“You only get peace when you can impose it.” Lamberto Bava, son of the iconic Italian filmmaker Mario Bava, never quite achieved the creative heights of his father's catalogue of cinematic treats (Mario kick started the entire giallo movement with The Girl Who Knew Too Much in 1963), but he has nonetheless carved out a recognised and beloved niche in Italian genre cinema. Macabre, Body Puzzle, A Blade in the Dark, and particularly Demons, will all be familiar to aficionados of European exploitation movies, but whereas Demons dispensed with characterisation and any shred of plot logic in favour of scatter gun gore, Lamberto's 1984 action thriller Blastfighter crafts a character-rich story which dispenses frequent action while still keeping the viewer emotionally invested...
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“I checked it out and it's a honey, Tiger.” Jake 'Tiger' Sharp (Michael Sopkiw, Massacre In Dinosaur Valley) is a former cop who has just been released from prison after serving several years behind bars for the unlawful killing of a known murderer. Met by one of his colleagues from the police force, Tiger is gifted a weapon – a modified Spas-12 shotgun with a fancy sniper scope (eh?!) and a host of intriguing rounds of ammunition – in a scene which practically turns into a softcore porno loop. However, given a chance to assassinate one of the men who put him behind bars, Tiger refuses to kill and retreats to the quiet hills of rural America. Much like John Rambo in 1982's First Blood, Tiger just wants to live out his remaining years in peace – but small-minded townsfolk just won't leave him be.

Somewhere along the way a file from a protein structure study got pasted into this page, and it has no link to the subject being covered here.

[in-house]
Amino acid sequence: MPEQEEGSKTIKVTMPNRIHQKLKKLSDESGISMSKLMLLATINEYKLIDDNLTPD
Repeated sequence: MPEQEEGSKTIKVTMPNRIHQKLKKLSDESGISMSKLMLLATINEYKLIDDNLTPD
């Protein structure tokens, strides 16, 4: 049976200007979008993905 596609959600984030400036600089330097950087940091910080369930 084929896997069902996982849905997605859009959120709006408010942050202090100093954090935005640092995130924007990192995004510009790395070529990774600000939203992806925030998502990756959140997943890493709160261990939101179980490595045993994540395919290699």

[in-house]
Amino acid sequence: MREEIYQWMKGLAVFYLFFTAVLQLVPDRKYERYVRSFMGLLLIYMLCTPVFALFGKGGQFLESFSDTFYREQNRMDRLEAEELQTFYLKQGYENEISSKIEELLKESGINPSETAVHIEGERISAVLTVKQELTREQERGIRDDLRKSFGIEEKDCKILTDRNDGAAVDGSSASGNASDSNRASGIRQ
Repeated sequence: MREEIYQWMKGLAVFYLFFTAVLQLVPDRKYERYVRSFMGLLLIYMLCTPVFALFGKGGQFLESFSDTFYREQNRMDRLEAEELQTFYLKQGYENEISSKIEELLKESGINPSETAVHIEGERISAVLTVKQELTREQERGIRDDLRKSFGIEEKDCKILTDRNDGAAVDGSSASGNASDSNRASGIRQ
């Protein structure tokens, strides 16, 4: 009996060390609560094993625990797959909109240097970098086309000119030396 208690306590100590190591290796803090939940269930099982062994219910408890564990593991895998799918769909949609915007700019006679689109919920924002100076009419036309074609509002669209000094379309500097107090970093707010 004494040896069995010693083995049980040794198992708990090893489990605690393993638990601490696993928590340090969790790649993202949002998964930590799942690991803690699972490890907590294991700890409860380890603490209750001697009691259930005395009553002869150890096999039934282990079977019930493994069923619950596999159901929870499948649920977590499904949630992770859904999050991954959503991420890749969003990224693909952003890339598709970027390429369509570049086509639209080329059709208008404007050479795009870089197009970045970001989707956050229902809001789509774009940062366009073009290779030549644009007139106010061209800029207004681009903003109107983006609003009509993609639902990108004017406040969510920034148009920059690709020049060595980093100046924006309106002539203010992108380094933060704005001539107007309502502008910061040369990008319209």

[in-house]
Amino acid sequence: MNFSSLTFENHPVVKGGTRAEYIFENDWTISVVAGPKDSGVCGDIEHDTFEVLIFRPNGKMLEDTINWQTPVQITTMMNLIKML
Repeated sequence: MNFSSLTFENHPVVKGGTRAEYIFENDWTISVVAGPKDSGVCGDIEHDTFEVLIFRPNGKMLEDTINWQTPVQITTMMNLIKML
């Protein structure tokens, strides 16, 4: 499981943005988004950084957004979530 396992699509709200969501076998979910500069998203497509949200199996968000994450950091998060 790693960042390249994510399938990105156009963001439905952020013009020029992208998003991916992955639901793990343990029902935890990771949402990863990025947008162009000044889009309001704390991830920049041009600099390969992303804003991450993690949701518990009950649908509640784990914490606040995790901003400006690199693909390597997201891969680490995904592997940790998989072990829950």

“Ya'll get your ass off this hill, the buck is ours.” These country bumpkins don't take kindly to Tiger's strong, silent ways after a run-in while out hunting, and at this point the moral line is drawn. The yahoos, lead by Wally (Stefano Mingardo) and his right-hand-man Matt (Ottaviano Dell'Acqua – that infamous zombie in Lucio Fulci's Zombie Flesh Eaters), hunt for profit – deer, bears, whatever the local exporter of Chinese medicine wants – meanwhile Tiger finds himself on the opposite end of the spectrum, adopting the orphaned offspring of the contested deer. Suffice it to say, Wally and his compatriots aren't the sharpest tools in the box thanks to their unbridled machismo, so a sadistic prank on Tiger begets a proto John Wick style response as Tiger's inner fury lashes out.
“I'll tell you who I am – a son of a bitch! Who wants to be left alone.” Before things get too out-of-hand, Tom (George Eastman, Anthropophagous) – Wally's brother and Tiger's oldest friend – intervenes and tries to broker peace amidst the simmering tension. In a small, down-at-heel town like this, hunting has become a business, explains Tom, and Tiger's more sophisticated ideas of preservation and only killing what you will eat goes down like a cup of cold sick these days. But some people won't be talked to and a cycle of retaliation burrows into the raging male psyches of this poor, hick town as Wally's boys kick start a war with Tiger, resulting in a maelstrom of explosive and escalating havoc.
“I may be a male chauvinist, but you're acting like a girl with a pair of balls.” Some exploitation films never had the time or inclination to bother with subtle things like characterisation or emotional investment (or even plot – look no further than Hell of the Living Dead), but Blastfighter hits a powerful stride when Tiger's estranged daughter Connie (Valentina Forte, Cut & Run) turns up at his remote woodland cabin and makes herself comfortable. So shut-down by his tragic past, Tiger doesn't even recognise her at first, but her tough-as-nails stubbornness soon reveals her lineage and, ever so slightly, Tiger begins to poke his head out from his protected little corner of the world … only for unremitting violence to come crashing down upon any shred of hope he has for a quiet future.